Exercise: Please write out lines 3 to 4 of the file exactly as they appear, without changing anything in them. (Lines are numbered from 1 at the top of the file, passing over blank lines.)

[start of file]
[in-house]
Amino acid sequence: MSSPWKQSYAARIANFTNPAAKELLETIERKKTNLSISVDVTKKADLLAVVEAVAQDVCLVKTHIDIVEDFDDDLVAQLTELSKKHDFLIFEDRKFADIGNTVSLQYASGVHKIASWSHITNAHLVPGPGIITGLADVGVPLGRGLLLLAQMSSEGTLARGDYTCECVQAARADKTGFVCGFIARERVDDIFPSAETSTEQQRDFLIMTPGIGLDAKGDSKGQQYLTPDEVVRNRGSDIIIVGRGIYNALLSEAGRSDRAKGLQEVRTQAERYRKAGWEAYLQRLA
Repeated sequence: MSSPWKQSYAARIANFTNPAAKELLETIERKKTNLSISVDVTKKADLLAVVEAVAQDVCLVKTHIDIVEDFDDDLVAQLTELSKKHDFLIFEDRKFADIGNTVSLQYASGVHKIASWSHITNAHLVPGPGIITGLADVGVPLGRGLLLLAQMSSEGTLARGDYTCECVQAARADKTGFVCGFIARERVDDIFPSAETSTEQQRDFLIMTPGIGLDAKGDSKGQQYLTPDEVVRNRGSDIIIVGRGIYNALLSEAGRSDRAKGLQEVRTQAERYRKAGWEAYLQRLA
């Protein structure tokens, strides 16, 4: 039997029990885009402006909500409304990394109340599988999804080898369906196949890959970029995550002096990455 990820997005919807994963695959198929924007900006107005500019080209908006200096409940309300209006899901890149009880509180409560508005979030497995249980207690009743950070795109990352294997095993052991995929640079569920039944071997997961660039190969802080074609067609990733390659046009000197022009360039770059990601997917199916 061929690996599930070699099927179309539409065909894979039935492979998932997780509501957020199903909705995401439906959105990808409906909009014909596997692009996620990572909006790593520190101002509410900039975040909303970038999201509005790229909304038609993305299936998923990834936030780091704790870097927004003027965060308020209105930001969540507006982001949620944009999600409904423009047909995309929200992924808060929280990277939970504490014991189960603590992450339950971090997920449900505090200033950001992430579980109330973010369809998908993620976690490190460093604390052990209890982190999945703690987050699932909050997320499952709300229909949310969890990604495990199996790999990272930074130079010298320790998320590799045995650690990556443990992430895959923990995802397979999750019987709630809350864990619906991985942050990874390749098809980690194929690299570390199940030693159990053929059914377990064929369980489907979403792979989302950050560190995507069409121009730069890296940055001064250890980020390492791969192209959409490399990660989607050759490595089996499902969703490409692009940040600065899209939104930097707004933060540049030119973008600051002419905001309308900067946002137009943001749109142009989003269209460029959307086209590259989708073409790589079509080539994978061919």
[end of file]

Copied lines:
Repeated sequence: MSSPWKQSYAARIANFTNPAAKELLETIERKKTNLSISVDVTKKADLLAVVEAVAQDVCLVKTHIDIVEDFDDDLVAQLTELSKKHDFLIFEDRKFADIGNTVSLQYASGVHKIASWSHITNAHLVPGPGIITGLADVGVPLGRGLLLLAQMSSEGTLARGDYTCECVQAARADKTGFVCGFIARERVDDIFPSAETSTEQQRDFLIMTPGIGLDAKGDSKGQQYLTPDEVVRNRGSDIIIVGRGIYNALLSEAGRSDRAKGLQEVRTQAERYRKAGWEAYLQRLA
């Protein structure tokens, strides 16, 4: 039997029990885009402006909500409304990394109340599988999804080898369906196949890959970029995550002096990455 990820997005919807994963695959198929924007900006107005500019080209908006200096409940309300209006899901890149009880509180409560508005979030497995249980207690009743950070795109990352294997095993052991995929640079569920039944071997997961660039190969802080074609067609990733390659046009000197022009360039770059990601997917199916 061929690996599930070699099927179309539409065909894979039935492979998932997780509501957020199903909705995401439906959105990808409906909009014909596997692009996620990572909006790593520190101002509410900039975040909303970038999201509005790229909304038609993305299936998923990834936030780091704790870097927004003027965060308020209105930001969540507006982001949620944009999600409904423009047909995309929200992924808060929280990277939970504490014991189960603590992450339950971090997920449900505090200033950001992430579980109330973010369809998908993620976690490190460093604390052990209890982190999945703690987050699932909050997320499952709300229909949310969890990604495990199996790999990272930074130079010298320790998320590799045995650690990556443990992430895959923990995802397979999750019987709630809350864990619906991985942050990874390749098809980690194929690299570390199940030693159990053929059914377990064929369980489907979403792979989302950050560190995507069409121009730069890296940055001064250890980020390492791969192209959409490399990660989607050759490595089996499902969703490409692009940040600065899209939104930097707004933060540049030119973008600051002419905001309308900067946002137009943001749109142009989003269209460029959307086209590259989708073409790589079509080539994978061919």